What an incredibly ambitious book. Very brave piece of fiction. Perhaps the craft evident in this book is of little interest to non writers, but what an incredible undertaking to tell a story from the POV of woman succumbing to the ravages of Alzheimer's Disease. The story began in first person, moved to second person as the illness progressed, and finally to third person, to show that Dr. Jennifer White was no longer an integrated personality. Brilliant. Such a surprising but wholly believable ...more
Jeanette  "Astute Crabbist"
I give the author due credit for realistic portrayal of what it's like to have dementia, and what it's like for those trying to care for a person with dementia. As for the story, the delivery is just too random and scattered. When I reached the end, I was left with that "HUH?" feeling that makes a novel unsatisfying.
Mary Chrapliwy
The story of a doctor suffering from Alzheimers told from her point of view. This book was completely heartbreaking.

As an RN, I've dealt with my fair share of patients with dementia (including Alzheimers type - there is more than one type of dementia). Many times I would look at a patient clearly trying to formulate what he or she wanted to say as well as those who clearly were trying to reach back into their minds for some memory that sits right on the edge of the mind, like a term that lays on
Sep 24, 2011 Julie rated it 5 of 5 stars
Recommended to Julie by: The Seattle Times
Dr. Jennifer White is losing her mind. Literally. Her brain's cells and blood vessels are decaying, coating the vibrant organ of her consciousness with clumps of dying and dead tissue. This brilliant woman - an orthopedic surgeon, mother of two grown children, and a recent widow - is losing her mind to dementia.

I began Turn of Mind an hour before bedtime and finished it shortly after breakfast the next day. In between I slept, swam, showered, and ate my oatmeal, but all other moments were devot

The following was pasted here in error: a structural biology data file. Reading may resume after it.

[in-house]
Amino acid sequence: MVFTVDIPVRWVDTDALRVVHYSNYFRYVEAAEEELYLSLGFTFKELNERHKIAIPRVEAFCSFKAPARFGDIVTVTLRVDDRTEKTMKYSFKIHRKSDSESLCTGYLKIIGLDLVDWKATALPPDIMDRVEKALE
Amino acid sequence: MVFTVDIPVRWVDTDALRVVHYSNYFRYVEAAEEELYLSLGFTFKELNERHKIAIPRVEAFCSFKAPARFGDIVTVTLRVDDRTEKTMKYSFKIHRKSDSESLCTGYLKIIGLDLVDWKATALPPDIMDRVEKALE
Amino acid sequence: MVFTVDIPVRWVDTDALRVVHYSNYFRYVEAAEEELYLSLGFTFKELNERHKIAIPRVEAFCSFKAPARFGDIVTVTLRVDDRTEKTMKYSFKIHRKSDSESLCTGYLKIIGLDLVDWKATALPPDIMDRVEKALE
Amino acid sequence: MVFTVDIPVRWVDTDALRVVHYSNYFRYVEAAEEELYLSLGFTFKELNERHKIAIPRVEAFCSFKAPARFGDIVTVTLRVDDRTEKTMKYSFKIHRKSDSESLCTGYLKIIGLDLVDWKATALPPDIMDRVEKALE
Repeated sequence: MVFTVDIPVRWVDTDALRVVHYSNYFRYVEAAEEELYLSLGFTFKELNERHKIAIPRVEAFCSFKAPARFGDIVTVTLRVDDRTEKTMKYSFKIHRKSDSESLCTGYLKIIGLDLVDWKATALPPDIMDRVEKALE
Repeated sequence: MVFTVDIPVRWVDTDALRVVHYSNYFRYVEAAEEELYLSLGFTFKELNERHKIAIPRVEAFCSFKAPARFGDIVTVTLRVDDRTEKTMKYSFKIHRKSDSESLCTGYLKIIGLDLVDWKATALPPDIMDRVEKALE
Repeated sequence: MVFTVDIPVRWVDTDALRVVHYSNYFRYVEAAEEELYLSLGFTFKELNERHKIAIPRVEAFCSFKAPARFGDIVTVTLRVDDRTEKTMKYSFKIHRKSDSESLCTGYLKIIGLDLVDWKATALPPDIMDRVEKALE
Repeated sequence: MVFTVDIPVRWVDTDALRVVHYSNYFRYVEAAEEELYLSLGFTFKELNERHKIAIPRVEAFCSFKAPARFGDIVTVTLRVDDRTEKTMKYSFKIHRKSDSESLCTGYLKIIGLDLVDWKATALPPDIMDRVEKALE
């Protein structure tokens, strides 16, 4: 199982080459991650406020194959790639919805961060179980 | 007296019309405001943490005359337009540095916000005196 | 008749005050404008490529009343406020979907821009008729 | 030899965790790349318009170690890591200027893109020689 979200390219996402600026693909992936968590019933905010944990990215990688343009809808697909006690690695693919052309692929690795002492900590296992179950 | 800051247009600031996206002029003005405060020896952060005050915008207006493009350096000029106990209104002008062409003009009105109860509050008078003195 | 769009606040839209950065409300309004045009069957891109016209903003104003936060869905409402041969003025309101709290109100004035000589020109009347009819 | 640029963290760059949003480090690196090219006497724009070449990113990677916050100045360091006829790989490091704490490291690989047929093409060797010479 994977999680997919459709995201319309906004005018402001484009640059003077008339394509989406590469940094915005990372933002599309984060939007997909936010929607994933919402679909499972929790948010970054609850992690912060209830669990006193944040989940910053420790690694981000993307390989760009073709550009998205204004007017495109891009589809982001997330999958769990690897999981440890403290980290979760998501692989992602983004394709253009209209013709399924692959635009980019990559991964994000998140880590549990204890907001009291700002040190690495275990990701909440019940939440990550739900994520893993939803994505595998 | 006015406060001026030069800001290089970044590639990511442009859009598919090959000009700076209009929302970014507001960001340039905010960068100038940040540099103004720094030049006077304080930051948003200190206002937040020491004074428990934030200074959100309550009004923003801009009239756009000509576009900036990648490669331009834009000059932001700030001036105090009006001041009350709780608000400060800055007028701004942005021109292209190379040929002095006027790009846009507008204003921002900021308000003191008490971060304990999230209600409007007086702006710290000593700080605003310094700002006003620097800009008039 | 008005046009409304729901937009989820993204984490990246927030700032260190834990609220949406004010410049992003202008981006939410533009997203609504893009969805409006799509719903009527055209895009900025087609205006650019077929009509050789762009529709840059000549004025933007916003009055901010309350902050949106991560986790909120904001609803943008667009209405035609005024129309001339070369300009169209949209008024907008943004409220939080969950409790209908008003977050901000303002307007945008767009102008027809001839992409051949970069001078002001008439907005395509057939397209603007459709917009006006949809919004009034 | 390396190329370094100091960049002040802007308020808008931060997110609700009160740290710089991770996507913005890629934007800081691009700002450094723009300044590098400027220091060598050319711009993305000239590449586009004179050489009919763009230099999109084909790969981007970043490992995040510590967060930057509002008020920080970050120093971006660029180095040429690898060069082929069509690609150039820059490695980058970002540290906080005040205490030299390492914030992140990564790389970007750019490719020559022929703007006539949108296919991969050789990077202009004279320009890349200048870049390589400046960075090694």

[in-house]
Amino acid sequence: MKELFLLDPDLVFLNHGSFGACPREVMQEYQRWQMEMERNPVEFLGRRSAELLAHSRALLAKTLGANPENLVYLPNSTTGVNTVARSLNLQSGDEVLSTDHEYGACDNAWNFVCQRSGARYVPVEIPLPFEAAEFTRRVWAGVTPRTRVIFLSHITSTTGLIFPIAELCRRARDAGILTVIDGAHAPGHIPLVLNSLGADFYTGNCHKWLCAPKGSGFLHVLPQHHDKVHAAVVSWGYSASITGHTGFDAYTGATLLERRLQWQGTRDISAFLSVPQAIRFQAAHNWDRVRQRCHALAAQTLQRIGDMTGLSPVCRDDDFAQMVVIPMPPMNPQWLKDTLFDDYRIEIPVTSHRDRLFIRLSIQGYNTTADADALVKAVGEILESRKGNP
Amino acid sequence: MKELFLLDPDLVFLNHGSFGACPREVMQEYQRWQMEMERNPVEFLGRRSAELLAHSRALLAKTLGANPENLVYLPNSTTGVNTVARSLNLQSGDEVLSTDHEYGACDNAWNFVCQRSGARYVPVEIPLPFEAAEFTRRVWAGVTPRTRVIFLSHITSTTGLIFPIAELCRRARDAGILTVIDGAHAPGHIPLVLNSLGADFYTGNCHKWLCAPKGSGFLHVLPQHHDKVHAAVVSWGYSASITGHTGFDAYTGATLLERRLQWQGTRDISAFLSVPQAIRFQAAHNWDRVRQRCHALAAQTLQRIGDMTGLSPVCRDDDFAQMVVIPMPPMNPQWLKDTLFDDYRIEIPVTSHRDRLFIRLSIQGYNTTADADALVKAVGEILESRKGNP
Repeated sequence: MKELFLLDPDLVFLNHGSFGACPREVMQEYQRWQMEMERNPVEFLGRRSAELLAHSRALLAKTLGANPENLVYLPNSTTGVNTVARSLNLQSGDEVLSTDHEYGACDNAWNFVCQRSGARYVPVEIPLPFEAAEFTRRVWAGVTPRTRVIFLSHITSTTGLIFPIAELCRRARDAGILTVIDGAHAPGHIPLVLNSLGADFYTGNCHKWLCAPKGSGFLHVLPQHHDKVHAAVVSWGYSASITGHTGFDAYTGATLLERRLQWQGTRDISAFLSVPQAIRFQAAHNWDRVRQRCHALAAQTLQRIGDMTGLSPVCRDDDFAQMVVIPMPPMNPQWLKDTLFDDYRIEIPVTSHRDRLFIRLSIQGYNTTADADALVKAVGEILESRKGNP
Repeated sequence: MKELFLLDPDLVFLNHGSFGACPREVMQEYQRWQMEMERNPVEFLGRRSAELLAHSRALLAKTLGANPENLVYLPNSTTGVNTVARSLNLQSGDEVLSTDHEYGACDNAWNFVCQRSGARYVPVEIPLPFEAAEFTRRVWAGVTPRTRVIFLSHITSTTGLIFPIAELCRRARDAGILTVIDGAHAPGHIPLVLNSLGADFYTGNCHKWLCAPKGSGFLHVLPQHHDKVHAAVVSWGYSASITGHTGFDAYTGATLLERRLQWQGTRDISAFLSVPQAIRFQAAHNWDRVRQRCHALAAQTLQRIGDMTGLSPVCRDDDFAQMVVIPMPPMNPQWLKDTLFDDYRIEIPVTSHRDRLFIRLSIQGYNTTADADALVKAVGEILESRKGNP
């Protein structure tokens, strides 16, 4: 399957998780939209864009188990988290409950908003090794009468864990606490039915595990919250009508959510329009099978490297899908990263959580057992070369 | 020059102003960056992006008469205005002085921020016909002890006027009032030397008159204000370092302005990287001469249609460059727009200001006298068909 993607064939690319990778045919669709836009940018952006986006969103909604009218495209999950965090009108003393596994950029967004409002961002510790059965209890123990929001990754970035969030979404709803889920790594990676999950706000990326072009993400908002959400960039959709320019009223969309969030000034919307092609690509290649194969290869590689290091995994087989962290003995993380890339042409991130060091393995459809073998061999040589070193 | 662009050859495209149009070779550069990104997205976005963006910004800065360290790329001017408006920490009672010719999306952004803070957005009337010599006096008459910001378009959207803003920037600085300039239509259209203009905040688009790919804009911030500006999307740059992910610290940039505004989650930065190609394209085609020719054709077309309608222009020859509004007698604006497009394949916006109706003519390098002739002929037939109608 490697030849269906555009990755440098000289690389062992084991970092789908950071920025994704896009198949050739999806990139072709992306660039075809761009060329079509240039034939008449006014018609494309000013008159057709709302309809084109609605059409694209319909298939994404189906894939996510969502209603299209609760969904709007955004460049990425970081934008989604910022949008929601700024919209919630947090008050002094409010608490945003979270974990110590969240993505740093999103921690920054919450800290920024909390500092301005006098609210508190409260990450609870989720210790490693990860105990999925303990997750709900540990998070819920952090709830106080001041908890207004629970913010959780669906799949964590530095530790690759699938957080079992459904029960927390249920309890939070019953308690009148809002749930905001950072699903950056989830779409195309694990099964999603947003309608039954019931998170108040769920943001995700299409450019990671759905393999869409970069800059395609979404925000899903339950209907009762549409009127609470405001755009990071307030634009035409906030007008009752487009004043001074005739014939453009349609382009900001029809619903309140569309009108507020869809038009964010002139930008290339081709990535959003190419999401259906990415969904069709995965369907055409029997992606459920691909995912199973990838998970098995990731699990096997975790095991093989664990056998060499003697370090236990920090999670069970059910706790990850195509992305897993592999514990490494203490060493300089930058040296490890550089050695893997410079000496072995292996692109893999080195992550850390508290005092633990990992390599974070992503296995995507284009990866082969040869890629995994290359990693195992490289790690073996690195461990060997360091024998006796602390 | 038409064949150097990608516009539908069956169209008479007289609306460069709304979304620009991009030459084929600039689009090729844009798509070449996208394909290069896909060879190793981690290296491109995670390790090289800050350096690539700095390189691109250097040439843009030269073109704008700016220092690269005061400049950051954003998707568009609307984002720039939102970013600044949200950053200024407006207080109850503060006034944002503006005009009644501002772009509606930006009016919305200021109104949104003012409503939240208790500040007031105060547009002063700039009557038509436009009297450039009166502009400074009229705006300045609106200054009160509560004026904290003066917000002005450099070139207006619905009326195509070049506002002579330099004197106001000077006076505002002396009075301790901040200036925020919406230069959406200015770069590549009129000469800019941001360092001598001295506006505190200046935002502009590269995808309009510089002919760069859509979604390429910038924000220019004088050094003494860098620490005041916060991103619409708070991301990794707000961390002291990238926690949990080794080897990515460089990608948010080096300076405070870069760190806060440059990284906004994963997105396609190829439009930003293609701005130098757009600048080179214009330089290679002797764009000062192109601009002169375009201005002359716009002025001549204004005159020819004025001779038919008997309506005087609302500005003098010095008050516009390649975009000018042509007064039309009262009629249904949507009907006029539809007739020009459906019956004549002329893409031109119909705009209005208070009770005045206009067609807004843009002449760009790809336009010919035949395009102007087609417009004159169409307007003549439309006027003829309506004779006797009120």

Turn of Mind is classified as a “Literary Thriller.” I wouldn’t call it that; I call it a “First novel by a creative writing teacher,” which is a category I favor. There isn’t much to the plot (despite the blurbs), which is a murder mystery, and not much suspense as to who dunit or why. (see story map)

Turn of Mind is a story about Alzheimer disease, memory, and strong and powerful, professional (a doctor, professor, & detective), hateful (The protagonist, Dr, Jennifer White, even hates the t
Interesting little semi-mystery (it's less a whodunit, more a character study of the suspects and the victim). The twist here is that our titular character, Jennifer is a renowned hand surgeon recently forced into retirement due to early-onset Alzheimer's. We walk with Jennifer (I had a hard time with this name for some reason. Maybe because she's my mother's age and I tend to think of "Jennifer" as a name for my contemporaries, not hers. I feel the same way about one of those "I've fallen and I ...more
I loved this book. If you look at the cover, the head is obscured by what seems to be a fog and the fog is pearl like in tones. That is the perfect cover for this book.

Dr. Jennifer White, an orthopedic surgeon is experiencing early dementia. She “retired” early from her work and hired a caretaker, Magdalena to live with her and take care of her daily needs. Her husband, James, has already passed away and left her with her two adult children, Mark, age 29 and Fiona, age 24. The pearl like drape
All the reviews of this novel glowed. Customer reviews and Editorial ones. How interesting to attempt to portray the world through the mind of a brilliant woman with dementia. I am the caregiver of an Alzheimer's patient and I know how fragmented life can be for him, how his mind slips from one path to another, and then how sharp and lucid he can be. I could hardly wait to read this book.

Then, after about 50 pages, I could hardly wait for it to be done. Part of the problem was that nobody was li
I had such high hopes when I read the description of this book! And let me begin by saying that I actually couldn't stop reading it. However, it didn't really deliver what I had hoped.

First of all, you will be hard-pressed to find any likable characters in this story. Even the main character, Jennifer, who suffers from Alzheimer's , and whose point of view is the voice of the novel. Part of me wonders if Alice LaPlante did this intentionally in an effort to make readers believe that any of the c